Adventures in Contentment/IV
ENTERTAIN AN AGENT UNAWARES
With the coming of winter I thought the life of a farmer might lose something of its charm. So much interest lies in the growth not only of crops but of trees, vines, flowers, sentiments and emotions. In the summer the world is busy, concerned with many things and full of gossip: in the winter I anticipated a cessation of many active interests and enthusiasms. I looked forward to having time for my books and for the quiet contemplation of the life around me. Summer indeed is for activity, winter for reflection. But when winter really came every day discovered some new work to do or some new adventure to enjoy. It is surprising how many things happen on a small farm. Examining the book which accounts for that winter, I find the history of part of a forenoon, which will illustrate one of the curious adventures of a farmer's life. It is dated January 5.
I went out this morning with my axe and hammer to mend the fence along the public road. A heavy frost fell last night and the brown grass and the dry ruts of the roads were powdered white. Even the air, which was perfectly still, seemed full of frost crystals, so that when the sun came up one seemed to walk in a magic world. I drew in a long breath and looked out across the wonderful shining country and I said to myself:
"Surely, there is nowhere I would rather be than here." For I could have travelled nowhere to find greater beauty or a better enjoyment of it than I had here at home.
As I worked with my axe and hammer, I heard a light wagon come rattling up the road. Across the valley a man had begun to chop a tree. I could see the axe steel flash brilliantly in the sunshine before I heard the sound of the blow.
The man in the wagon had a round face and a sharp blue eye. I thought he seemed a businesslike young man.
"Say, there," he shouted, drawing up at my gate, "would you mind holding my horse a minute? It's a cold morning and he's restless."
"Certainly not," I said, and I put down my tools and held his horse.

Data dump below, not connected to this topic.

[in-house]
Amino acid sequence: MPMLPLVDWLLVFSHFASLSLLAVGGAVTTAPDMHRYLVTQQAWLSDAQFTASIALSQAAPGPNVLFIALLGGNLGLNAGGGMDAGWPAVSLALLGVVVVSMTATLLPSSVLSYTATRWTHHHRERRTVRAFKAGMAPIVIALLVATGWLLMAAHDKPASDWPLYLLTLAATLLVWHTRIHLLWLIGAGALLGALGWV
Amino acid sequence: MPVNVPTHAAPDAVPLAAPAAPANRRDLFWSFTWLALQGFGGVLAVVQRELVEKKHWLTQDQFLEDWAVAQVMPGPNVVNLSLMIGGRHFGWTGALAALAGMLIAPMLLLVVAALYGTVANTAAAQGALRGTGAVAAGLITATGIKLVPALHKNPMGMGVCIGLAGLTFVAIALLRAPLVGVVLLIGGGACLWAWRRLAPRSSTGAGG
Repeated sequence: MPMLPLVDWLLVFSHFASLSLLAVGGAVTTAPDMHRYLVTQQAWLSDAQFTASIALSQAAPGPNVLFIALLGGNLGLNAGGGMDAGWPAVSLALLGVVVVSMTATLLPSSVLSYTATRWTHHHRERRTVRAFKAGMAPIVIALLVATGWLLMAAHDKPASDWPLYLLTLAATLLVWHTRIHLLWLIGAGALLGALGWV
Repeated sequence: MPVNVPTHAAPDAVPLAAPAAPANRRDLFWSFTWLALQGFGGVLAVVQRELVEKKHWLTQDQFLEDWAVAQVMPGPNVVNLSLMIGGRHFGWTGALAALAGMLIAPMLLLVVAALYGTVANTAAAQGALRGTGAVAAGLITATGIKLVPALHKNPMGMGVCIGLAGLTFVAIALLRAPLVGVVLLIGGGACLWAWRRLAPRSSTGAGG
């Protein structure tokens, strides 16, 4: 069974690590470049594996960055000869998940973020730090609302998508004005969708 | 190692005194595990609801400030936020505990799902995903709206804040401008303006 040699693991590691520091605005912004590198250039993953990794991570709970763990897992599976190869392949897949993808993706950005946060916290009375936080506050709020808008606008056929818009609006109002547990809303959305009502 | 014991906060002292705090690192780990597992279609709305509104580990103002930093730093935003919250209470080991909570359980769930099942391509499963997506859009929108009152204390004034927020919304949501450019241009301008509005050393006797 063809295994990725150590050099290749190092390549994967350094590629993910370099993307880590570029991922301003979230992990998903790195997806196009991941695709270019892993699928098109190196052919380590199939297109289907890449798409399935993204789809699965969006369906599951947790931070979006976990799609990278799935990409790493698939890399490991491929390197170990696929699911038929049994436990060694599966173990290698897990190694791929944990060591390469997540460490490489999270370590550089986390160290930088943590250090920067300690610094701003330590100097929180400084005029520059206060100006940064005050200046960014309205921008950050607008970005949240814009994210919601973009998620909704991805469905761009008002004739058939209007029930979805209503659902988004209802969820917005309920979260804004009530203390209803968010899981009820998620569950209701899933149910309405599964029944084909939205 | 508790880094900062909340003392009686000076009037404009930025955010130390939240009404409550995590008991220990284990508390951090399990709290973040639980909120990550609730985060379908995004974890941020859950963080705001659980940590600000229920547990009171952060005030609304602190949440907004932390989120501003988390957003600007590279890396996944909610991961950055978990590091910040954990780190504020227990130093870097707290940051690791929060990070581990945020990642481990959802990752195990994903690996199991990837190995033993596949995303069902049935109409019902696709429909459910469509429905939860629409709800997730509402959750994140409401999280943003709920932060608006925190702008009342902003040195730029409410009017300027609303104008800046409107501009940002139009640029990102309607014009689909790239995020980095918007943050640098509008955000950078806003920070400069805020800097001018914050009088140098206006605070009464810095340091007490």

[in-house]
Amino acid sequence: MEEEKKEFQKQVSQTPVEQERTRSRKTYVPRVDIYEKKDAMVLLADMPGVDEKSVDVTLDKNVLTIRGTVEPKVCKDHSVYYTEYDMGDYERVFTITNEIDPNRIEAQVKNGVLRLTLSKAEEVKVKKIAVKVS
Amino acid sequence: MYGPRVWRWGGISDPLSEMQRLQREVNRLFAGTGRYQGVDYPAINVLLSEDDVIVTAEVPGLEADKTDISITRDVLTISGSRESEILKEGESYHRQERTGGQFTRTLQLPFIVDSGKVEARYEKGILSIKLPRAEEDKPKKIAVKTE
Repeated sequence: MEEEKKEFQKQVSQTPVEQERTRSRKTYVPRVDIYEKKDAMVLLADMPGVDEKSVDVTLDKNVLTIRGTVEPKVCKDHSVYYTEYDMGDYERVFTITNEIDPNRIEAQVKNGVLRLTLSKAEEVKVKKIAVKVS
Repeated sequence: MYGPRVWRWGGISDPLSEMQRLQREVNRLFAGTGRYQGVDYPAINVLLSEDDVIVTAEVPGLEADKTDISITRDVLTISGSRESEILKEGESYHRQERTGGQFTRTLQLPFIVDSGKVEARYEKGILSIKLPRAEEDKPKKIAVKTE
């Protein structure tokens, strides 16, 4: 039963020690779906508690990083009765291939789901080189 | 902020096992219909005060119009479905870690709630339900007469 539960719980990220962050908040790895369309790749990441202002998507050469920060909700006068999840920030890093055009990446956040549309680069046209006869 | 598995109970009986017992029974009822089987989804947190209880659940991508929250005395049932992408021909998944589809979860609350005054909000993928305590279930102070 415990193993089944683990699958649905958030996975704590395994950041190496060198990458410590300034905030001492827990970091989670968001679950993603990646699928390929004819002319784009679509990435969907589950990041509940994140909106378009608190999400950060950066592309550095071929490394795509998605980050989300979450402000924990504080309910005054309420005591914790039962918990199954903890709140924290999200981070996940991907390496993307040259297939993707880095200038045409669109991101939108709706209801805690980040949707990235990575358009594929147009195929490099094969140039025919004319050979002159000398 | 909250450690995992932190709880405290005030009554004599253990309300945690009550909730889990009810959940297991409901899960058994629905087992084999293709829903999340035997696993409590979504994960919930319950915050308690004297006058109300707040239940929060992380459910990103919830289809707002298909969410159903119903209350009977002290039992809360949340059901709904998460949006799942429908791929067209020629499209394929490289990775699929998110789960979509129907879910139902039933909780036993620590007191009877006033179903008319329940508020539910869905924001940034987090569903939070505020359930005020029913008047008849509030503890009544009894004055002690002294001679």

He walked up to my door with a brisk step and a certain jaunty poise of the head.
"He is well contented with himself," I said. "It is a great blessing for any man to be satisfied with what he has got."
I heard Harriet open the door—how every sound rang through the still morning air!
The young man asked some question and I distinctly heard Harriet's answer:
"He's down there."
The young man came back: his hat was tipped up, his quick eye darted over my grounds as though in a single instant he had appraised everything and passed judgment upon the cash value of the inhabitants. He whistled a lively little tune.
"Say," he said, when he reached the gate, not at all disconcerted, "I thought you was the hired man. Your name's Grayson, ain't it? Well, I want to talk with you."
After tying and blanketing his horse and taking a black satchel from his buggy he led me up to my house. I had a pleasurable sense of excitement and adventure. Here was a new character come to my farm. Who knows, I thought, what he may bring with him: who knows what I may send away by him? Here in the country we must set our little ships afloat on small streams, hoping that somehow, some day, they will reach the sea.
It was interesting to see the busy young man sit down so confidently in our best chair. He said his name was Dixon, and he took out from his satchel a book with a fine showy cover. He said it was called "Living Selections from Poet, Sage and Humourist."
"This," he told me, "is only the first of the series. We publish six volumes full of literchoor. You see what a heavy book this is?"
I tested it in my hand: it was a heavy book.
"The entire set," he said, "weighs over ten pounds. There are 1,162 pages, enough paper if laid down flat, end to end, to reach half a mile."